Sunday, March 16, 2008

The Lost Payroll of the Beckmanntruppe: A first game of Triumph and Tragedy

German Central Africa, 1890. The steamer Kaiserin Helena carries a precious cargo along the remote north west shore of Lake Wittelsbach. It is the payroll for the Beckmanntruppe, which is upcountry involved in hard fighting claiming the lands of the Halloo-Halloo tribe for the Fatherland. What happens next is unclear. A mutiny, violence, and an unexplained boiler explosion. The steamer runs aground in hostile territory. Only one man returns to civilisation. It is Käpitan Kaufmann, burning with fever, raving mad and with several spears sticking out of him. Unable to carry it back on his own, he claims to have buried the payroll and drawn a map showing its location. Unfortunately, due to chronic (and sadly terminal) absent-mindedness, he left the map in his desk drawer on board the Helena. He dies before he can give the location of the grounded steamer. Despite several searches, neither the ship nor the gold is found. It passes into local legend, and claims the lives of several reckless treasure hunters.

1916. While patrolling over the lake in search of German warships, Lt. Don Wimble, RNAS, spots the overgrown remains of the steamer from the air. Later he drunkenly boasts of his find in a Zanzibar saloon. Soon the entire region is talking about the treasure. Only the local German forces and the Congo Belgians have the wherewithal to mount immediate expeditions to claim the gold. Two independent-minded local commanders decide to grab the loot for themselves. As fate would have it, they approach the area from different directions at roughly the same time.

So this is the background to our latest game. Really just a cobbled-together scenario dreamed up without a lot of care or thought, for the purposes of trying out Triumph and Tragedy.
(Clicking on pictures generally increases their bigness)
This is a relatively new game written by a couple of fellow forum members on LAF. Björn was kind enough to send me a copy for free (autographed, no less!) when they came out. So the least I could do was give them a try and do a write-up on the game. They are an early 20th Century skirmish rules set, suitable for the Great War, between the wars Back of Beyond type affairs, Pulp fun, and even Darkest Africa, too.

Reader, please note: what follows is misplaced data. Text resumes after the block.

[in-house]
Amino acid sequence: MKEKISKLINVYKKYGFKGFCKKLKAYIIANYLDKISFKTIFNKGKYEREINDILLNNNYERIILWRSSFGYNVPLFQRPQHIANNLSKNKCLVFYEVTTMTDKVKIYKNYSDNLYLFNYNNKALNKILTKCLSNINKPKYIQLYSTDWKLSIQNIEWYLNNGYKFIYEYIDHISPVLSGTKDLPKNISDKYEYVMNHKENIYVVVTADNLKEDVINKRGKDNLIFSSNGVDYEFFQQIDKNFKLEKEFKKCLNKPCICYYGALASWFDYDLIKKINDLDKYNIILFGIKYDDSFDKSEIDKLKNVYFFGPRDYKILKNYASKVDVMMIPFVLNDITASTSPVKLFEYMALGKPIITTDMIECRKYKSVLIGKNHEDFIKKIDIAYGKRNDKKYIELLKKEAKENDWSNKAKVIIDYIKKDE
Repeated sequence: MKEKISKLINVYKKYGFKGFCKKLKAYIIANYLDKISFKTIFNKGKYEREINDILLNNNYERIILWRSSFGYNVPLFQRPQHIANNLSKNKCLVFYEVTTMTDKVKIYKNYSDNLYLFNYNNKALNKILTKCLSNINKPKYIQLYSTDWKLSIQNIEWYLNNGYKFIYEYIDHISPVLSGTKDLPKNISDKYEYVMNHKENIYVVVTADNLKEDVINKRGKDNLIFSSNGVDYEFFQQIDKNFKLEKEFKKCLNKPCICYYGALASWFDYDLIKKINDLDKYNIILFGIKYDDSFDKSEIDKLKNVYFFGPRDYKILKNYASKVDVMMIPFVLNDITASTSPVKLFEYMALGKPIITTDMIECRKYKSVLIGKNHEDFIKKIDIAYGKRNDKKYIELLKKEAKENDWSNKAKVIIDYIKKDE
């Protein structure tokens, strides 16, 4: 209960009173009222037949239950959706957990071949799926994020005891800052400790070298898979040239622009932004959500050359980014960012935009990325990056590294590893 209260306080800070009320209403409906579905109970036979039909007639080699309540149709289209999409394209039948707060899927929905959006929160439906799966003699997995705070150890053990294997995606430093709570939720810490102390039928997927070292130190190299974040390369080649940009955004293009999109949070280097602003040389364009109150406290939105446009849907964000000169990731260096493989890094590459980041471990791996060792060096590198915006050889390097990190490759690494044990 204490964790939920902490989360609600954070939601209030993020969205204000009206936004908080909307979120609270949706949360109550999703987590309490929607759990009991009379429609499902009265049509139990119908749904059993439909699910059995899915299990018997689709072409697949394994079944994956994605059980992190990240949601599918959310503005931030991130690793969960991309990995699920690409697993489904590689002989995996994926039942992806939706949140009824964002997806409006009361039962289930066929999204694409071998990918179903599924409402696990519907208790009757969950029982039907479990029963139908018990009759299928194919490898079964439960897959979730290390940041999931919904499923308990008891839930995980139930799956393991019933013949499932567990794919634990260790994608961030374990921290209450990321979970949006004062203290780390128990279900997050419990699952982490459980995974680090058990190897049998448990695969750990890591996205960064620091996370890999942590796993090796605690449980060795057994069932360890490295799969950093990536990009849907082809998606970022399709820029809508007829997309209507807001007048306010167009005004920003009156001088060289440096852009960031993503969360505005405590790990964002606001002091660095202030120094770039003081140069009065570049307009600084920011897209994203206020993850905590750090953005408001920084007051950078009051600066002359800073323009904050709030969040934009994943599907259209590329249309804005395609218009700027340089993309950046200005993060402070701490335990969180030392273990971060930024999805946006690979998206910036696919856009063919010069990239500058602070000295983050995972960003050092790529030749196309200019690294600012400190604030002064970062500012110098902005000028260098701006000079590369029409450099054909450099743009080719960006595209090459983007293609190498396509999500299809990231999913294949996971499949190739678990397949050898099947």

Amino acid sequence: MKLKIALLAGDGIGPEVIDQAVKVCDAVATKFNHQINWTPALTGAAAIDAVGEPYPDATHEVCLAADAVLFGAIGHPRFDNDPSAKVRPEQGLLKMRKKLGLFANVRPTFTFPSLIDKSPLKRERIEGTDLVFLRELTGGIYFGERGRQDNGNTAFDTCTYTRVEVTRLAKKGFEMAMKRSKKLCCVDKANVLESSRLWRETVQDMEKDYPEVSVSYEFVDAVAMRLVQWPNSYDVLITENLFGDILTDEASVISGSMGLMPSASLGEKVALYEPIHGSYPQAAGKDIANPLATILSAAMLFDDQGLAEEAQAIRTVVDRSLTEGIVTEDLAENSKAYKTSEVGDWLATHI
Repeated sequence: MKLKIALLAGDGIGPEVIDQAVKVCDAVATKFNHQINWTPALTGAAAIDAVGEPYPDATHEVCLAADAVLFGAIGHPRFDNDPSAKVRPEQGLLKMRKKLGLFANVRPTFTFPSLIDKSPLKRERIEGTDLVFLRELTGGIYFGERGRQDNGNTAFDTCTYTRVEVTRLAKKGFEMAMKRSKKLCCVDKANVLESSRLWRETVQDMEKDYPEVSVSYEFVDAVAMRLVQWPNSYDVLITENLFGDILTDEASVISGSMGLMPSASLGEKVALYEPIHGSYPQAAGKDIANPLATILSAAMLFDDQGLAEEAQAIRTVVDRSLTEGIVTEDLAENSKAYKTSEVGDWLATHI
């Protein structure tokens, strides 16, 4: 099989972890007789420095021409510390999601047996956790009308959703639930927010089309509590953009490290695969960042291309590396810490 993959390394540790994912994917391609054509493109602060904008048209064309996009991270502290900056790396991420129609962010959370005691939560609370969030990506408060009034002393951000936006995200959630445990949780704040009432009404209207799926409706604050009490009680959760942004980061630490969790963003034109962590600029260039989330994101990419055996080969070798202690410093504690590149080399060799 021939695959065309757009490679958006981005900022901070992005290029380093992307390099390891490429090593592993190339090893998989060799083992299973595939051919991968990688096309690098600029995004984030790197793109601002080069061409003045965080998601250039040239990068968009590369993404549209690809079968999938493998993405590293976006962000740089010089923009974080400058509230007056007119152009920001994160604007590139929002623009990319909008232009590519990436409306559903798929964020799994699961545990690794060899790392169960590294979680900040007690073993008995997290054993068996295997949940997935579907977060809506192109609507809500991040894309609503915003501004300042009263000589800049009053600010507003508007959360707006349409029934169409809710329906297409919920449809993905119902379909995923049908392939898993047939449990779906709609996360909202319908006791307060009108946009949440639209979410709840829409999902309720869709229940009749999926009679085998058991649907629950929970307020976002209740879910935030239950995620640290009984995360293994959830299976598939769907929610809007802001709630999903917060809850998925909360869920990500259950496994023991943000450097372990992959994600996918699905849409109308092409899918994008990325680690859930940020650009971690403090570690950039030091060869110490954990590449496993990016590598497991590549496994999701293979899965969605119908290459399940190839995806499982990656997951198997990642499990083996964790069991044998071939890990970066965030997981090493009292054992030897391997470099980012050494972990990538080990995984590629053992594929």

It uses quite a novel (well, it's new to me) card activation system. This meant of course we needed to print up some unit cards. This was all a spur of the moment sort of thing, and I found that I didn't have any card to print on. Bugger.

But I did have...

... A laminating machine! I love the smell of lamination in the morning. Smells like victory.

Anyway, to the game. It was Plynkes against Siklee, who this time asked to be the Germans.

The playing area. A patch of parched scrub land on a remote shore of the lake. A native village dominated the centre of the table. Its inhabitants had scarpered, fearing a punitive expedition coming to punish them for what they did to the shipwrecked survivors of the Kaiserin Helena.

Speaking of whom, here she is. Not in bad shape, considering. Within was the map. Whoever got to it first would then be able to determine where to dig. We put three random locations into a hat (actually my Wolseley helmet which seemed kind of fitting).

These possible treasure sites were:

The lonely grave of Feldwebel Löhne...

Beneath the the cooking fire of the villagers...

Or 'X marks the spot.'

We weren't allowed to dig on the off-chance. Possession of the map was required before anyone could go making holes in the table.

The expedition leaders: Commandant Van Driscoles and Commissioner Steimel.
(Yes, they are my Flynn O' Flynn and Fleischer figures, but I didn't have time to paint up new characters specially for this game).

As it was our first go, we decided to keep our forces relatively simple. They were nearly identical.

We both had:
A hero leading the expedition,
A unit of trained askaris,
A unit of veteran askaris,
A unit of musket-armed irregulars,
Some porters,
And a support weapon.

The German support weapon was a heavy machine gun. The Belgians had a shiny new trench mortar. One of these would prove much more useful than the other, and indeed probably decided the outcome of the game. But more of that later...